Let $R$ be a Commutative ring. Let $M,X,Y$ be $R$-modules. Let $f: X \to Y$ be an $R$-linear map.

Then, given an exact sequence $\eta: 0\to X \to Z_{\eta} \to M \to 0$ in $Ext^1(M,X)$, the pushout of $\eta$ by $f$ gives an exact sequence $f\eta: 0\to X \to Z'_{\eta} \to M \to 0$ in $Ext^1(M,Y)$.

Similarly, given an exact sequence $\eta: 0\to M \to W_{\zeta} \to Y \to 0$ in $Ext^1(Y,M)$, the pullback of $\zeta$ by $f$ gives an exact sequence $\zeta f: 0\to M \to W'_{\zeta} \to X \to 0$ in $Ext^1(X,M)$.

It is well known that these assignments actually define functors $Ext^1(M,-); Ext^1(-,M): \text{Mod } R \to \text{Mod } R$, where for $f \in Hom(X,Y)$;

$$Ext^1(M,f): Ext^1(M,X) \xrightarrow{\eta \mapsto f\eta} Ext^1(M,Y)$$

$$Ext^1(f,M): Ext^1(Y,M) \xrightarrow{\zeta \mapsto \zeta f} Ext^1(X,M). $$

My question is: Are the functors $Ext^1(M,-)$ and $Ext^1(-,M)$ $R$-linear?

I think this should be well known, but I am looking for an explicit reference.

Please help.

Update: I have accepted Mark Grant's answer which gives a reference for additivity of the functor. If someone has an explicit reference for the fact that multiplication by ring elements is preserved too, please do post an answer; I'd really appreciate it and upvote your answer too!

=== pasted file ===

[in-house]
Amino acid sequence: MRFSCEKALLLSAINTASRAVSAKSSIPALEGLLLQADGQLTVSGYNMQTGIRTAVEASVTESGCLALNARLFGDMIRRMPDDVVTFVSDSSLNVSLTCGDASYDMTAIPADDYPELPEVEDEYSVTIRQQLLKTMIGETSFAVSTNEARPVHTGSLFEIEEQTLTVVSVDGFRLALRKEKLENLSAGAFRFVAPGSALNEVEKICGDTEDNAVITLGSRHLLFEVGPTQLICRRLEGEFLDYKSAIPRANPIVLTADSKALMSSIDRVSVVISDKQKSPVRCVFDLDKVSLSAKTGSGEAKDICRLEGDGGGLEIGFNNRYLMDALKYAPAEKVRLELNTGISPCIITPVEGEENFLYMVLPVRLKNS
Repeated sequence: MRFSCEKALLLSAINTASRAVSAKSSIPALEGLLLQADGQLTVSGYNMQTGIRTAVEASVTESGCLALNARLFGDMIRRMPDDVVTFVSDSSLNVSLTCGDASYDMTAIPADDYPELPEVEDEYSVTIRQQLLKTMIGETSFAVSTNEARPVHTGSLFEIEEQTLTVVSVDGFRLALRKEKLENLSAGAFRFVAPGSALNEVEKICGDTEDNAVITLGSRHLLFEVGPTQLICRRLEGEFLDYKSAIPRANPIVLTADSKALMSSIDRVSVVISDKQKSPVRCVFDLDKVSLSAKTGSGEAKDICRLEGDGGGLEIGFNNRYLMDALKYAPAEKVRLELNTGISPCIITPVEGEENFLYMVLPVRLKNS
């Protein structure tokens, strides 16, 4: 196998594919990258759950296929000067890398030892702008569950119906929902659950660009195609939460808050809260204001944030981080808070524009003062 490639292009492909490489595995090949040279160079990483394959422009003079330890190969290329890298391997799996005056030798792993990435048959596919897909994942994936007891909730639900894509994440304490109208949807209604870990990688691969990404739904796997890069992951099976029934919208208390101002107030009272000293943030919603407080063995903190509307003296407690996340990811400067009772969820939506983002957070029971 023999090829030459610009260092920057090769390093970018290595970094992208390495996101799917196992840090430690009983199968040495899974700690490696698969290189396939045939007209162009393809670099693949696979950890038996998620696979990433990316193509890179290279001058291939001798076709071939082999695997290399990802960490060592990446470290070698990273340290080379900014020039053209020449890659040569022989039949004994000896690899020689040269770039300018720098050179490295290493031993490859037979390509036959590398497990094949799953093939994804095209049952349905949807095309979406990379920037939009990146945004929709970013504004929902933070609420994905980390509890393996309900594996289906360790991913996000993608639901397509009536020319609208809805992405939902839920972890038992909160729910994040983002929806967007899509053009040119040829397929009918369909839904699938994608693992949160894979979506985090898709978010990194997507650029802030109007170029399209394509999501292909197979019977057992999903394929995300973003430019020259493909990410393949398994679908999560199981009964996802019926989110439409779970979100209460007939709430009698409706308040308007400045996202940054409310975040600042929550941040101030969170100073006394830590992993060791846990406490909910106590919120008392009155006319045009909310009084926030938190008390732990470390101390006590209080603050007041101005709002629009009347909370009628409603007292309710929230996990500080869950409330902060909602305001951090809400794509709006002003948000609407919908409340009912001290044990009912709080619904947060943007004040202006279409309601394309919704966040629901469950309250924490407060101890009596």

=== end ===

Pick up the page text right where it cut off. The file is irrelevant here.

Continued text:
• $\begingroup$ (Note : noetherian and finitely generated are not important here, but commutative is. I don't know a reference, that's why I'm not answering, but it should be in any reference discussing the equivalence between this construction and the functoriality of Ext as a derived functor) $\endgroup$ Apr 26, 2021 at 8:39
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    $\begingroup$ @Maxime Ramzi: Indeed, I think you are very much right that any Noetherian hypothesis is irrelevant. The Commutativity is needed otherwise $Hom$ is not a module in general. Even commutativity could be disregarded I think if I only asked about "additivity" instead of "linearity" ... $\endgroup$
    – sdey
    Apr 26, 2021 at 8:45

1 Answer 1


An explicit reference for the additivity is

Mac Lane, Saunders, Homology, Classics in Mathematics. Berlin: Springer-Verlag. x, 422 p. (1995). ZBL0818.18001

in particular Chapter III, Theorem 2.1. The book seems to be treating rings $R$ which need not be commutative, hence there is no mention of the $R$-module structure since it need not exist!


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